Your website and your Look Over My Shoulder® programs are fantastic resources. I have recommended them to many friends.
My question for you is to what extent does a non-MBA candidate need to learn finance?
I have been helping a friend of mine who has a PhD in a science discipline prepare for consulting case interviews.
I have an MBA from a school which is well known for finance. I have found a number of practice cases, including many actual McKinsey cases, which assume some basic knowledge of finance. In fact I have seen some cases which require the calculation of perpituity value and even future value of cash flows.
My friend, while being very smart and mathamatically adept, doesn't know a discounted cash flow from a discount coupon for a free haircut (I don't recommend getting the free haircut by the way... it never turns out well).
So my question is, "Do I need to give my friend a crash course in finance"?
Finance subjects I have seen in cases: 1. Net Present Value2. Future Value of Cash Flows 3. Depreciation Expense (specifically that it is a non-cash expense) 4. Rule of 72 (time for cash to double given an interest rate) 5. Perpituity Value 6. Perpituity Value with Growing Cash Flows 7. Breakeven Period 8. Breakeven Volume
Please let me know your thoughts.
Quick answer is in most cases "no," finance training is not required, especially for PHd in sciences. This is especially true at McKinsey. Some of the finance cases you'll see at McKinsey are specifically for hires into the firm's corporate finance group -- which is very heavy on finance and often recruitsprimarily at Wharton for those roles (as many of the other schools just don't teach that much finance).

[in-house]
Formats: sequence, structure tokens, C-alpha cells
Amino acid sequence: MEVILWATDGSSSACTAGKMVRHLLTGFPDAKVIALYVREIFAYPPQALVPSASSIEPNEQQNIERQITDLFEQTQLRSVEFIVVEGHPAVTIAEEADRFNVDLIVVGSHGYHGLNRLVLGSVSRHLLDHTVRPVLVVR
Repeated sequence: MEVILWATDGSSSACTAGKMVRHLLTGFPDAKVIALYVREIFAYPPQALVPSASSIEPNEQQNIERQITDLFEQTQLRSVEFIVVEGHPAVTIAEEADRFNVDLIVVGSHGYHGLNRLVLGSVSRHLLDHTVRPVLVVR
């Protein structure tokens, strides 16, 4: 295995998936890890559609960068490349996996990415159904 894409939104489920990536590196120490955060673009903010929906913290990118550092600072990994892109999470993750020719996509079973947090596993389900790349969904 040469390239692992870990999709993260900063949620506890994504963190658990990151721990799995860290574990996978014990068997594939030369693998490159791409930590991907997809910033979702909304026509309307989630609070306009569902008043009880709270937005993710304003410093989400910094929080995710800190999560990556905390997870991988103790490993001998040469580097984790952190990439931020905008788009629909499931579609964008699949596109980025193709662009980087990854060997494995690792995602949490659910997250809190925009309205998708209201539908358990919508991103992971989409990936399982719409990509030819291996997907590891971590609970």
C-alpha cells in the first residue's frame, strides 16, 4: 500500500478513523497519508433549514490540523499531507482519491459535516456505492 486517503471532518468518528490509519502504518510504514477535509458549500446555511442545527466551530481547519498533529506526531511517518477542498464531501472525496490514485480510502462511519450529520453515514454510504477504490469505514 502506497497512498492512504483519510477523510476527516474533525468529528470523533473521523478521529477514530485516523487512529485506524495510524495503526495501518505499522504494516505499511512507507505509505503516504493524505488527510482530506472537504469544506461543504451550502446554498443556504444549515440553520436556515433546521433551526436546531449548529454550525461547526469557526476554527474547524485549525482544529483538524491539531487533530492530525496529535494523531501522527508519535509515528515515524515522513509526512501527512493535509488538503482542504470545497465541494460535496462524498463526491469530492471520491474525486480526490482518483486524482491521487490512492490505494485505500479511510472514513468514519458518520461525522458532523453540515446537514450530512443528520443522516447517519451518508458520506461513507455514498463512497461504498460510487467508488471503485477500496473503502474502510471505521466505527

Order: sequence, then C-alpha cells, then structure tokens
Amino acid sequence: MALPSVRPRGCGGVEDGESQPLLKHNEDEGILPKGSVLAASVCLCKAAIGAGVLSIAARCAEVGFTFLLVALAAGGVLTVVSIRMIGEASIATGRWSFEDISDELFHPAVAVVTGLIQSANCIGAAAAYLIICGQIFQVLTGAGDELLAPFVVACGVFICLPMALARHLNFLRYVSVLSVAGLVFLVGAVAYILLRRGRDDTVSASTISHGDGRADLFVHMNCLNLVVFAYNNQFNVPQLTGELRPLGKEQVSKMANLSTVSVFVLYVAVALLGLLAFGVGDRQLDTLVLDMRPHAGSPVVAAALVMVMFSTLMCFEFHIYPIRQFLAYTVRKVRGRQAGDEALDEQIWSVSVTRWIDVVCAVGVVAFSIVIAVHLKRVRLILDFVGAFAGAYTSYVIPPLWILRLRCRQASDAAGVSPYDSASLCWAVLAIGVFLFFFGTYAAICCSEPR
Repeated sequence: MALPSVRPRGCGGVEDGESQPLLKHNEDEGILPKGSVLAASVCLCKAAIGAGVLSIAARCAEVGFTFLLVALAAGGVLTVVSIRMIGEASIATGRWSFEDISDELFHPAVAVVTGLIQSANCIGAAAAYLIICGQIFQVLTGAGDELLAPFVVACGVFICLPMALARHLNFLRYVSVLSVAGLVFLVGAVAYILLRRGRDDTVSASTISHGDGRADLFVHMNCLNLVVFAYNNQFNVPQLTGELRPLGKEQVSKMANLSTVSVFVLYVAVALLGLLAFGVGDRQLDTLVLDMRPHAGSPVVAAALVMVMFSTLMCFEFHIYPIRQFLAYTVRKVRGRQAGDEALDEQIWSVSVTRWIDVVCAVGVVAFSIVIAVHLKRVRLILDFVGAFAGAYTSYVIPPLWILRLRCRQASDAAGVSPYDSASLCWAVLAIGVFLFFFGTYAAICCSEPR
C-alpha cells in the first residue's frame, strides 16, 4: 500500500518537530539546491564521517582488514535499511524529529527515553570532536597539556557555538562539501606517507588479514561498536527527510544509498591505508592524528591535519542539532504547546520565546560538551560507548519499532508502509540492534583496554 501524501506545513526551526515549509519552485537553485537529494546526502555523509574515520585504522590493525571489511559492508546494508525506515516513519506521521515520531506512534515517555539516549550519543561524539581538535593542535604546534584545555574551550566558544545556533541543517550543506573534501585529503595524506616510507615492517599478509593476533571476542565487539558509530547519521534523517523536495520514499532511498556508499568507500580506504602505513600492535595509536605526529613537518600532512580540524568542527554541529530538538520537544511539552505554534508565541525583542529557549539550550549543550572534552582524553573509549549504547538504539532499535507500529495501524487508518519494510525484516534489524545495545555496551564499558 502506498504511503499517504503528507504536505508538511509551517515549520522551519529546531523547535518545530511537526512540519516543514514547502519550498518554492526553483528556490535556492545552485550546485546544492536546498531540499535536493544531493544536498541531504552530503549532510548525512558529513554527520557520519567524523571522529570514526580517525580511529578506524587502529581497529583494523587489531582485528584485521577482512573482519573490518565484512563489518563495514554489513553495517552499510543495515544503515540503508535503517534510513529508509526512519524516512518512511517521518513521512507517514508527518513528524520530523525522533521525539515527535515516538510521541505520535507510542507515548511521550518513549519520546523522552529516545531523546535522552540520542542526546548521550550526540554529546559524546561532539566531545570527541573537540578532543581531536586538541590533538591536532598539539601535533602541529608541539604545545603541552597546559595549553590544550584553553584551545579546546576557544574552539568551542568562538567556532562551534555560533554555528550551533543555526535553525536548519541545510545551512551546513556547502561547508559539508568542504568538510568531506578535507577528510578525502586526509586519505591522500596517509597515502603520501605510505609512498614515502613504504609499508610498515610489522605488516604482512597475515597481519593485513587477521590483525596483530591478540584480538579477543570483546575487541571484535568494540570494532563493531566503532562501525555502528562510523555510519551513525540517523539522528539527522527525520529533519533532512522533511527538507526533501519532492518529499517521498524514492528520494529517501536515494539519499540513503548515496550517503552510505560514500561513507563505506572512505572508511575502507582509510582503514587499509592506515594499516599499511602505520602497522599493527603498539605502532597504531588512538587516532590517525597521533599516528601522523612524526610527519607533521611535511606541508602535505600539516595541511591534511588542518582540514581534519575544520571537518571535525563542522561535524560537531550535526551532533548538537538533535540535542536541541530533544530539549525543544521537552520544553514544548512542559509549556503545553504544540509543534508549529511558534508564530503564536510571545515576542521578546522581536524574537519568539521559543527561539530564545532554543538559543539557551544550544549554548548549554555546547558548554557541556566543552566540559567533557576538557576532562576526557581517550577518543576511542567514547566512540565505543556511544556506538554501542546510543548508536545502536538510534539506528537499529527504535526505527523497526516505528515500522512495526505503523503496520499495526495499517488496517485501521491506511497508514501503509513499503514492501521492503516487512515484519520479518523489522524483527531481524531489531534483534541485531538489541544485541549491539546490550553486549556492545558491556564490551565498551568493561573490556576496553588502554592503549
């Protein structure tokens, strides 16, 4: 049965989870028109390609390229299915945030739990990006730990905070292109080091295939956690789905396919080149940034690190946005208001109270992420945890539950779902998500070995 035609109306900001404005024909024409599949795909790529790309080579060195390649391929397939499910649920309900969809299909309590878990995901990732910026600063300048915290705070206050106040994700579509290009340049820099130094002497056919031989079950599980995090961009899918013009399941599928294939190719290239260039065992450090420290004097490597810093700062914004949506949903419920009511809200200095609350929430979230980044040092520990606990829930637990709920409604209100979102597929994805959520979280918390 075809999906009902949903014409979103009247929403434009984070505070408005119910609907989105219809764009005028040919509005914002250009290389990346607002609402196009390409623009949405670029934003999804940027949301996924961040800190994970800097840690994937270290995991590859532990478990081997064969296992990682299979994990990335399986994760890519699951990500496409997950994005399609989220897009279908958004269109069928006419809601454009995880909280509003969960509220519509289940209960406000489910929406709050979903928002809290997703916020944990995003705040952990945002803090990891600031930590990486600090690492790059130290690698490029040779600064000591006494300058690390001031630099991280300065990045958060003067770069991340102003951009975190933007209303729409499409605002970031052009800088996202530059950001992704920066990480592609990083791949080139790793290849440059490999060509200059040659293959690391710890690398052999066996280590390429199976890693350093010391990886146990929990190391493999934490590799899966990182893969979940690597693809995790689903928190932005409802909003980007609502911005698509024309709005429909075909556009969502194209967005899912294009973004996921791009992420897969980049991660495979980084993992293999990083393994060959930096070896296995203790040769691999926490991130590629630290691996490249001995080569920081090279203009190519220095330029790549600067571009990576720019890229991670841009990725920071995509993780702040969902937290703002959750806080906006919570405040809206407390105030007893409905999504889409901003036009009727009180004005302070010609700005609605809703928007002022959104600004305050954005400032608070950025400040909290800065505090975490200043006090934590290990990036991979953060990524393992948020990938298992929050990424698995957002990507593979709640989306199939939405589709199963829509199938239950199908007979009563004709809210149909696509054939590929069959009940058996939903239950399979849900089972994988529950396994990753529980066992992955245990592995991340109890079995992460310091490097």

Finance is basically a bunch of formulas, it is somewhat assumed that someone with a Phd in say physics can use a formula.
However, it would be useful for your friend to be conceptually aware of what a DCF - Discounted Cash Flow - is (Net Present Value), when you'd use it, and why you would use it.
The concept of Break even or a Break even Period is a useful one.
I would suggest they know the concept and how to calculate a Break Even Sales Volume... or if you raise prices 10%, but volume fell 10%, is the net profit better or worse than before... so basic concepts like that, that essentially allow the person to turn the question into a pure arithmetic problem IS useful.
Perpetuities, Rule of 72, Depreciation -- really aren't necessary.
Now the exception to this is if someone does have a finance degree and does not know these concepts, that would be a red flag. That being said, if these concepts were not in the person's educational or career background, for McKinsey and other firms that recruit non-business people (and train them on the business concepts after they are hired), it is not a problem.